Printer Friendly

Glass eaves brighten their new kitchen - family room.

Glass eaves brighten their new kitchen--family room

A glass-topped extension gains extra space and light for this shed-roof addition

Glass eaves lend a gallery quality to this kitchen and family room addition, bringing daylight and treetop views deep into the house.

Architect-ower Don Bowman of Mithun Bowman Emrich in Bellevue, Washington, continued the roof line at the back of his two-story house, creating a shed addition. But to gain extra space and light, he also extended it with an L-shaped periphery covered in glass.

Large beams that rest on painted Tuscan columns carry the load of the solid roof extension. The glass eaves continue down one side and around a corner of the addition, daylighting the entire corridor kitchen and brightening the rest of the 16- by 26-foot a space.

At one end, windows continue down to wainscoting near a dining table and fireplace enclosure; on the side, the glass stops above the kitchen cabinets. The backsplash and walls visible around these cabinets are faced with the cinnamoncolored marble tiles used on the fireplace, further unifying the elements in the rooms.

Built-ins also tie the rooms together. The kitchen island steps down to become a ledge that runs behind the L-shaped sofa and wraps around each end. Echoing the same stained oak detailing that's used in the kitchen, cabinets flanking the fireplace conceal firewood storage and a television set.

A change of level helps divide the rooms: one step leads from Swedish-finish oak parquet floor in the kitchen up to the carpeted family room. Heating ducts and wiring run beneath this raised floor space.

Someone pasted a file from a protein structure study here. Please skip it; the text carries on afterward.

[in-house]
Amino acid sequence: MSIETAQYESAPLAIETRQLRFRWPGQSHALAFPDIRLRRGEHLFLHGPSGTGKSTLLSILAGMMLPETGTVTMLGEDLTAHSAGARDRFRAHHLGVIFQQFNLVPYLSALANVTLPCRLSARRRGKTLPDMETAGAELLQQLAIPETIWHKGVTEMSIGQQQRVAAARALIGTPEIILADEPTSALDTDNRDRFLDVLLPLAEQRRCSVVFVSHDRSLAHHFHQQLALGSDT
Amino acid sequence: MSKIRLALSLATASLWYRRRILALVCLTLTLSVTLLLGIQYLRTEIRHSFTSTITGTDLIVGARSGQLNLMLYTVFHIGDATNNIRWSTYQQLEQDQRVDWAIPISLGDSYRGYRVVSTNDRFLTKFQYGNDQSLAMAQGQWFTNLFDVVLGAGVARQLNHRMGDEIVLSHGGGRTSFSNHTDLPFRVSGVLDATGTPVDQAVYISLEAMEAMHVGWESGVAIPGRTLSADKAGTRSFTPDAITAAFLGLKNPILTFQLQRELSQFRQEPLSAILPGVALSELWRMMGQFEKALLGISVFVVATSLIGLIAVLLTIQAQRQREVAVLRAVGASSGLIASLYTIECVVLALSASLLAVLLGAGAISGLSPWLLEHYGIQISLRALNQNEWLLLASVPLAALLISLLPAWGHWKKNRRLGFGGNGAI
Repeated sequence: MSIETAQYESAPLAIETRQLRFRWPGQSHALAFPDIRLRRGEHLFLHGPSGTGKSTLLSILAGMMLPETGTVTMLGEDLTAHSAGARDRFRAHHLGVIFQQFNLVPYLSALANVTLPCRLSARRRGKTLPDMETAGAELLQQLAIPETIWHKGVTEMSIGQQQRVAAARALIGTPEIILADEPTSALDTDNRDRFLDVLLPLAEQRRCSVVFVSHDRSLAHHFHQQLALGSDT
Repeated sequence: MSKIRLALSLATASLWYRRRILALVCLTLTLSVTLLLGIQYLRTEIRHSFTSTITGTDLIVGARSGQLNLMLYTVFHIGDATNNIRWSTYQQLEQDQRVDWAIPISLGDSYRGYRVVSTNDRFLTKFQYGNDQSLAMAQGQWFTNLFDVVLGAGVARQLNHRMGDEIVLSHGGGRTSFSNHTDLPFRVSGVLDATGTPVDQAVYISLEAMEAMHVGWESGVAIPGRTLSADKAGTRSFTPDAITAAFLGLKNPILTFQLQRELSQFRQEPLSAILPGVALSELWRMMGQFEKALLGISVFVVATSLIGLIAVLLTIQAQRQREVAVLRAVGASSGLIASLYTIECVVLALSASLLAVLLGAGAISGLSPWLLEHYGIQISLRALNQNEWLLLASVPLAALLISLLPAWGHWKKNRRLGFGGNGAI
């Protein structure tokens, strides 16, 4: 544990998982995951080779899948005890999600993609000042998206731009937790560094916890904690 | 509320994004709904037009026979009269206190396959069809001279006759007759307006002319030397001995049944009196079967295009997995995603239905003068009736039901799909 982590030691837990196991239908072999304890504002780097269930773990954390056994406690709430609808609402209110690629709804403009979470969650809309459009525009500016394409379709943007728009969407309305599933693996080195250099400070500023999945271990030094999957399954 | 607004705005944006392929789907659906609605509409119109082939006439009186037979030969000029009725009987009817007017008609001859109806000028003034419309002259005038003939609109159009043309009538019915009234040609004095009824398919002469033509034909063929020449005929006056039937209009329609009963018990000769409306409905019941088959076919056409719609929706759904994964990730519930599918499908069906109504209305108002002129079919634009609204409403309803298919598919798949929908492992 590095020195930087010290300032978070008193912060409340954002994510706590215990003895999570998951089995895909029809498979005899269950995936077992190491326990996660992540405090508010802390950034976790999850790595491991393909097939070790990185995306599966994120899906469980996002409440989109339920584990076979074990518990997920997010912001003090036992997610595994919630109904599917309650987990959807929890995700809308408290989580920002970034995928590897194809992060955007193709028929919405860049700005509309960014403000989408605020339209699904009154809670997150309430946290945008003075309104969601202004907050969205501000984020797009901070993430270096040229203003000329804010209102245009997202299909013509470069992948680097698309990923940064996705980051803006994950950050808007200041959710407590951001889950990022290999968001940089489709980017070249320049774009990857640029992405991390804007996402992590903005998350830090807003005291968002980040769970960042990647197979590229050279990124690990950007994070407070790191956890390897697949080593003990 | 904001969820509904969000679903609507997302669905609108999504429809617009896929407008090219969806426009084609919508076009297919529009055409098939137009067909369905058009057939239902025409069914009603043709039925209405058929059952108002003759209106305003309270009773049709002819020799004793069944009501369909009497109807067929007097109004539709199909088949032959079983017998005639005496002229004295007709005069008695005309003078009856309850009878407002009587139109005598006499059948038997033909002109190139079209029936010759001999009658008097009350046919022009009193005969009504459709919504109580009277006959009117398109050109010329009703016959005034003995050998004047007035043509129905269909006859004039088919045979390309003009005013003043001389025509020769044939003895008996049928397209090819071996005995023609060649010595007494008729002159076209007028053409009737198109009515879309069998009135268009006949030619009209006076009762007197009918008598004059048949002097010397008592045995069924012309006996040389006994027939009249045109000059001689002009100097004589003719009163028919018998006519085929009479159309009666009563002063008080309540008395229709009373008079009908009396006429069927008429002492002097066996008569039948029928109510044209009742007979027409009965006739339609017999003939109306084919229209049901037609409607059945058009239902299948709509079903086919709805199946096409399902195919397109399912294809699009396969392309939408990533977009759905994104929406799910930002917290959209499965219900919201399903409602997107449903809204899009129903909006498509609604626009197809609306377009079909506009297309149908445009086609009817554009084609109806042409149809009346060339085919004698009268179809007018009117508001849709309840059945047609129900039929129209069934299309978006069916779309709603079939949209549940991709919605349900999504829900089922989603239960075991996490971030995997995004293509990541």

Three ceiling-hung fixtures shine on the kitchen island and sofa; track lights mounted on the outer side of the loadbearing beams provide nighttime lighting for the glass-roofed space.

Photo: Shed-roofed addition ends with glass-topped extension; glass continues around one side, daylighting corridor kitchen. Chimney juts through solid panel in bank of glass

Photo: See-through roof over kitchen cabinets lights small office area at end of counter. Track lighting hides behind beam

Photo: One large space is broken up by kitchen peninsula, which drops to become ledge around family room sofa. Three lights above counter hang from sloping ceiling
COPYRIGHT 1985 Sunset Publishing Corp.
No portion of this article can be reproduced without the express written permission from the copyright holder.
Copyright 1985 Gale, Cengage Learning. All rights reserved.

Article Details
Printer friendly Cite/link Email Feedback
Publication:Sunset
Date:Jan 1, 1985
Words:362
Previous Article:For the jogger, fisherman, birder, skier ... a fanny pack for every activity.
Next Article:Winter warm-ups ... three picnics of varying totability.
Topics:


Related Articles
They started with a dark 1925 kitchen.
In front, it's 1846. In back and in the kitchen, it's 1985.
Big greenhouse rooms; simple and relatively inexpensive ways to add living space.
Room partition gives then efficient work space, family dining.
All it took was an extra 60 square feet; more light and space, better traffic pattern.
Boxy kitchen and dining room become one bright space.
One grand kitchen in place of three rooms.
Adding a little, gaining a lot.
In three steps, a new kitchen and family room.
Bays that make kitchens seem bigger and brighter.

Terms of use | Copyright © 2016 Farlex, Inc. | Feedback | For webmasters